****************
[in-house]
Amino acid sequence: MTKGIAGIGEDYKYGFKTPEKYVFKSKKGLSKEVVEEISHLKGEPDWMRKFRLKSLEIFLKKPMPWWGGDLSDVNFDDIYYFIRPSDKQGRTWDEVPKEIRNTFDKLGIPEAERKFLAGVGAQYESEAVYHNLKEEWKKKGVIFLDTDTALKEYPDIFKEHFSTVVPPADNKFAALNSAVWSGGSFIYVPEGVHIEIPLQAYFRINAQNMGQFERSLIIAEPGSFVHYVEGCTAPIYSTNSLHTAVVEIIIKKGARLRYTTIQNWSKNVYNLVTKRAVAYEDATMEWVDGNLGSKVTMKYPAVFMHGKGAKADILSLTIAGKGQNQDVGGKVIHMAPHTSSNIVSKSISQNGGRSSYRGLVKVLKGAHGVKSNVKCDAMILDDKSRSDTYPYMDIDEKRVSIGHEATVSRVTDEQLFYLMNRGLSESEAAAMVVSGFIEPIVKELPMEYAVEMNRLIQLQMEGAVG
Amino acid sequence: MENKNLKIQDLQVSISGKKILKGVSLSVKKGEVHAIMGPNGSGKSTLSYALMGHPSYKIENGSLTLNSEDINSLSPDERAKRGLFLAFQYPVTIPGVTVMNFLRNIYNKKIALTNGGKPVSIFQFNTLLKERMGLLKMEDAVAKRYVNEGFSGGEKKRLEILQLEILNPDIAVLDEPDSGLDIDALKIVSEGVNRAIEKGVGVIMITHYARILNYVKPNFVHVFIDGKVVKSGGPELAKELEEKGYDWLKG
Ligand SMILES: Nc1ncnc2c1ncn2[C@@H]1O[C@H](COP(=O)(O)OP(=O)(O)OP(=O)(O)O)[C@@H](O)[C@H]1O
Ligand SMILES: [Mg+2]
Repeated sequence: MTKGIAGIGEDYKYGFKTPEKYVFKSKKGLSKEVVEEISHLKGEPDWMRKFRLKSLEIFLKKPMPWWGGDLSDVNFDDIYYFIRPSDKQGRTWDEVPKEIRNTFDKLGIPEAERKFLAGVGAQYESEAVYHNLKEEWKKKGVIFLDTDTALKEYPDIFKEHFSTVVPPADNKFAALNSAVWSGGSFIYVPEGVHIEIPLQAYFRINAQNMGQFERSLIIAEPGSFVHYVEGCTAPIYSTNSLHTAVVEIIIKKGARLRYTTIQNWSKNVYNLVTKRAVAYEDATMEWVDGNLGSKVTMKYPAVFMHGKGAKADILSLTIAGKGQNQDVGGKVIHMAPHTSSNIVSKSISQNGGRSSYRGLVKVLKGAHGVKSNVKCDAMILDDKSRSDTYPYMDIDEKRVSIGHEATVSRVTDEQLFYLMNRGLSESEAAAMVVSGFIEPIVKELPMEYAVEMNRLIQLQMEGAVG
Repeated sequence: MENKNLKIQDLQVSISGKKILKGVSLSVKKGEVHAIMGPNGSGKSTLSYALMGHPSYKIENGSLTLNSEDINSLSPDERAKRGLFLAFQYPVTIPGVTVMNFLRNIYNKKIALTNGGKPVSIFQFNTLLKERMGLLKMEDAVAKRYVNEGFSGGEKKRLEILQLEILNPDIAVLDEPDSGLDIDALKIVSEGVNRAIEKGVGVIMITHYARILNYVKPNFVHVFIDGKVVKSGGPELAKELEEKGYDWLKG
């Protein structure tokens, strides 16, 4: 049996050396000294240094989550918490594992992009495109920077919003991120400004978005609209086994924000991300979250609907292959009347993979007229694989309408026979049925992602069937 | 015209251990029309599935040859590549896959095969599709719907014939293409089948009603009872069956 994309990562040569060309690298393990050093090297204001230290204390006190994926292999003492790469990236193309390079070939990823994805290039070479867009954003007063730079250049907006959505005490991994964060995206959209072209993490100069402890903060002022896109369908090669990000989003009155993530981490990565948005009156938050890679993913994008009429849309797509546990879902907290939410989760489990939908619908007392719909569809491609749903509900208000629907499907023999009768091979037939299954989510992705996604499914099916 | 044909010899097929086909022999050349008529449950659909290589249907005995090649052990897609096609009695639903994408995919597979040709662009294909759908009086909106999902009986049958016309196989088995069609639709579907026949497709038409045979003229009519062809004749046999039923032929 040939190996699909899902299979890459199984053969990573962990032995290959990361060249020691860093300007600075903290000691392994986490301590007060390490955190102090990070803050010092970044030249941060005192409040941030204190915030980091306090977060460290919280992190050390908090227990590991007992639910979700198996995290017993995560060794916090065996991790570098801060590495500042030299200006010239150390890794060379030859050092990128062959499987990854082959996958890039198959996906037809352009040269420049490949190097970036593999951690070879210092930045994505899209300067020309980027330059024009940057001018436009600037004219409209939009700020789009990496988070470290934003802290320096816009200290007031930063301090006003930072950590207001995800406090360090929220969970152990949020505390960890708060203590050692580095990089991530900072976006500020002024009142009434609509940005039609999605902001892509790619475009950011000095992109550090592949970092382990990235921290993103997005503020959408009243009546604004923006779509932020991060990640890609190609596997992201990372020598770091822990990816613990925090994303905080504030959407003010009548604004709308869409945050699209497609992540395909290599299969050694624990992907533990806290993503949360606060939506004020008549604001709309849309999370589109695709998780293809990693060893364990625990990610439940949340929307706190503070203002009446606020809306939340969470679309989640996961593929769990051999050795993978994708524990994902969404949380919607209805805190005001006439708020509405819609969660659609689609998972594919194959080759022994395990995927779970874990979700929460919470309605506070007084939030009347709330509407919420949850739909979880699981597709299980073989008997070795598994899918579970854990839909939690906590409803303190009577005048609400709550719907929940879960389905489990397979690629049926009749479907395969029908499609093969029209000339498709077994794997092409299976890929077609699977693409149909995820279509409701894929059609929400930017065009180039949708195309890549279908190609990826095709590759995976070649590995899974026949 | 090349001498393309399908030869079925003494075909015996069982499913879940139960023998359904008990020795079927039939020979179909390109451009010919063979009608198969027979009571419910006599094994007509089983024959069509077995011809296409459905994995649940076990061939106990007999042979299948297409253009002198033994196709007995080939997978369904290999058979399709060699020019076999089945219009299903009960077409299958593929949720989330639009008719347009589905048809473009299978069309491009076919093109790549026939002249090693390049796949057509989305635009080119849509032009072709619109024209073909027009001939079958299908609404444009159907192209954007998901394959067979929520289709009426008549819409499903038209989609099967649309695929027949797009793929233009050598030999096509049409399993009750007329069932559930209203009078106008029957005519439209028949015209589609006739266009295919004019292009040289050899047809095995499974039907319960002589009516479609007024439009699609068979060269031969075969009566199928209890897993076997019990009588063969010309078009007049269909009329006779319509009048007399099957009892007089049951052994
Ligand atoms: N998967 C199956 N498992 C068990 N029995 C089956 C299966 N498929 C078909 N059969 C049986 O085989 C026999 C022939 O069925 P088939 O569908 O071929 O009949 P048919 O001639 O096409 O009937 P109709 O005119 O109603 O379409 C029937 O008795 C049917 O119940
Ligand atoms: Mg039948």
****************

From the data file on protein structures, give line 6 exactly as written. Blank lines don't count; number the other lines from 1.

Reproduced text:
Repeated sequence: MTKGIAGIGEDYKYGFKTPEKYVFKSKKGLSKEVVEEISHLKGEPDWMRKFRLKSLEIFLKKPMPWWGGDLSDVNFDDIYYFIRPSDKQGRTWDEVPKEIRNTFDKLGIPEAERKFLAGVGAQYESEAVYHNLKEEWKKKGVIFLDTDTALKEYPDIFKEHFSTVVPPADNKFAALNSAVWSGGSFIYVPEGVHIEIPLQAYFRINAQNMGQFERSLIIAEPGSFVHYVEGCTAPIYSTNSLHTAVVEIIIKKGARLRYTTIQNWSKNVYNLVTKRAVAYEDATMEWVDGNLGSKVTMKYPAVFMHGKGAKADILSLTIAGKGQNQDVGGKVIHMAPHTSSNIVSKSISQNGGRSSYRGLVKVLKGAHGVKSNVKCDAMILDDKSRSDTYPYMDIDEKRVSIGHEATVSRVTDEQLFYLMNRGLSESEAAAMVVSGFIEPIVKELPMEYAVEMNRLIQLQMEGAVG